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Further intervention suggested in Fixed Odds Betting Terminal market

Jonny Clark

31st January 2017

Here's a fascinating example of intervention in a market and potential government failure that you may wish to share with students.

An all-Parliamentary report has been released on the Fixed Odds Betting Terminal market that has suggested that the government should intervene to reduce the current £100 per bet limit (for account holders) down to just £2 per bet. FOBTs are electronic terminals that allow gamblers to bet on the outcome of virtual games such as roulette or poker.

The report argues that such terminals exploit the addictive nature of gambling and have created anti-social behaviour. A classic de-merit good for our economics students to consider!

However, the report has been attacked by the betting industry as being flawed and biased. As such, if the recommendation was to become a regulation in law, would be an unfair intervention in the market. The Association of British Bookmakers claim that the findings in the report are the opinion of a small number of MPs with an axe to grind and that the research was funded by organisations who would ultimately benefit if the FOBT market saw a reduced level of demand. It is suggested that some of the funding for the report came from a casino.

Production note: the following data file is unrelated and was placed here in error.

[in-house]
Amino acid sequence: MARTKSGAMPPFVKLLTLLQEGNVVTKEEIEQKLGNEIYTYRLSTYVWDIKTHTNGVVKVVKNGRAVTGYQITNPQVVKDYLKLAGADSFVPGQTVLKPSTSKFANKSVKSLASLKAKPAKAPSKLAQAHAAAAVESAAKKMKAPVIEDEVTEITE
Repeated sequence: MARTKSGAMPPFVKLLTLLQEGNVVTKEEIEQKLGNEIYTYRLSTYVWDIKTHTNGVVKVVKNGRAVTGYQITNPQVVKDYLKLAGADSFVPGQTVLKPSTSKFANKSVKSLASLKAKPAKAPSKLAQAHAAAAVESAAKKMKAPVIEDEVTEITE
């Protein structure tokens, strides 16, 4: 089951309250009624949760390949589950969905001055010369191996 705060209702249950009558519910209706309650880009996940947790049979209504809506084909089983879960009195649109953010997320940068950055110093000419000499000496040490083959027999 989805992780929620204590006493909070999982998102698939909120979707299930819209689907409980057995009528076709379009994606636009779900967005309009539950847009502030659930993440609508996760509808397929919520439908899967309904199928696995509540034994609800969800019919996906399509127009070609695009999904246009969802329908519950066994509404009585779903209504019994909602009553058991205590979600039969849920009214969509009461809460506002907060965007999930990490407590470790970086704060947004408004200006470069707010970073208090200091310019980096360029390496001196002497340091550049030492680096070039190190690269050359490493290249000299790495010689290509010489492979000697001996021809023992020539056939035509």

The group of MPs who have compiled the report have also took a swipe at the indutry's regulator, The Gambling Commission, suggesting that it has been too slow to react to some of the issues created by FOBTs.

Report here of the debate.

Summary of the report plus link to full report here.

Jonny Clark

Jon Clark has been teaching economics and business studies for over 25 years primarily in the Further Education sector. Before joining tutor2u, he was a senior manager at South Cheshire College in Crewe.

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